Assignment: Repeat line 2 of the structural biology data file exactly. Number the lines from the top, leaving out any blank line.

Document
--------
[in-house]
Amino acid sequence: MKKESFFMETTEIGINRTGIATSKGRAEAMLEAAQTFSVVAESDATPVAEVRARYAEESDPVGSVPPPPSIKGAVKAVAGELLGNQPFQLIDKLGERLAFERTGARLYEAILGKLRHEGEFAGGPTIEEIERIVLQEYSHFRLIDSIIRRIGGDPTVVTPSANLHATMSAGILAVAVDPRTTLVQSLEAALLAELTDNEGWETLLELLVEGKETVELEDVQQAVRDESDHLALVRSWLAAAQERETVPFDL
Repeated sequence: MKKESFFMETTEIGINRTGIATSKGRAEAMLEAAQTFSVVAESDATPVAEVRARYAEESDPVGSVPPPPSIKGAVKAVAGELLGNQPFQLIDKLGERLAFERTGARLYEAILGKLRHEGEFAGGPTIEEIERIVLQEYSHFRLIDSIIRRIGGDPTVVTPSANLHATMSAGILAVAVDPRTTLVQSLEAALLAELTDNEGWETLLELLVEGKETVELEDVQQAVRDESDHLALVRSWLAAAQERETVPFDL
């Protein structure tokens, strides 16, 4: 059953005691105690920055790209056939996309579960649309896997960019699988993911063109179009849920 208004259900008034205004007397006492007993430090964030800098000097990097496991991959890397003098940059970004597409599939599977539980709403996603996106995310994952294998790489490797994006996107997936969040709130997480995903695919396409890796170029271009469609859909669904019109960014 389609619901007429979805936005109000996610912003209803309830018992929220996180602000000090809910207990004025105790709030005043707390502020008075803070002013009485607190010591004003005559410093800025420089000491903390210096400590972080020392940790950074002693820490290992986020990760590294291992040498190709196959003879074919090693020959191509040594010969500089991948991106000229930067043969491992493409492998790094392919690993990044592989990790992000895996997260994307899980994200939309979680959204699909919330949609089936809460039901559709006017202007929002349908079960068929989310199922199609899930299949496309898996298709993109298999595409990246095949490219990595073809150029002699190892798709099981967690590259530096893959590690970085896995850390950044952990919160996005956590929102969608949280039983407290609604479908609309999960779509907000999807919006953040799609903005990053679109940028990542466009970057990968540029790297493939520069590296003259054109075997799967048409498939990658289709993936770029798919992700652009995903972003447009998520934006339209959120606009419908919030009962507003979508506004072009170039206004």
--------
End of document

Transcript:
Amino acid sequence: MKKESFFMETTEIGINRTGIATSKGRAEAMLEAAQTFSVVAESDATPVAEVRARYAEESDPVGSVPPPPSIKGAVKAVAGELLGNQPFQLIDKLGERLAFERTGARLYEAILGKLRHEGEFAGGPTIEEIERIVLQEYSHFRLIDSIIRRIGGDPTVVTPSANLHATMSAGILAVAVDPRTTLVQSLEAALLAELTDNEGWETLLELLVEGKETVELEDVQQAVRDESDHLALVRSWLAAAQERETVPFDL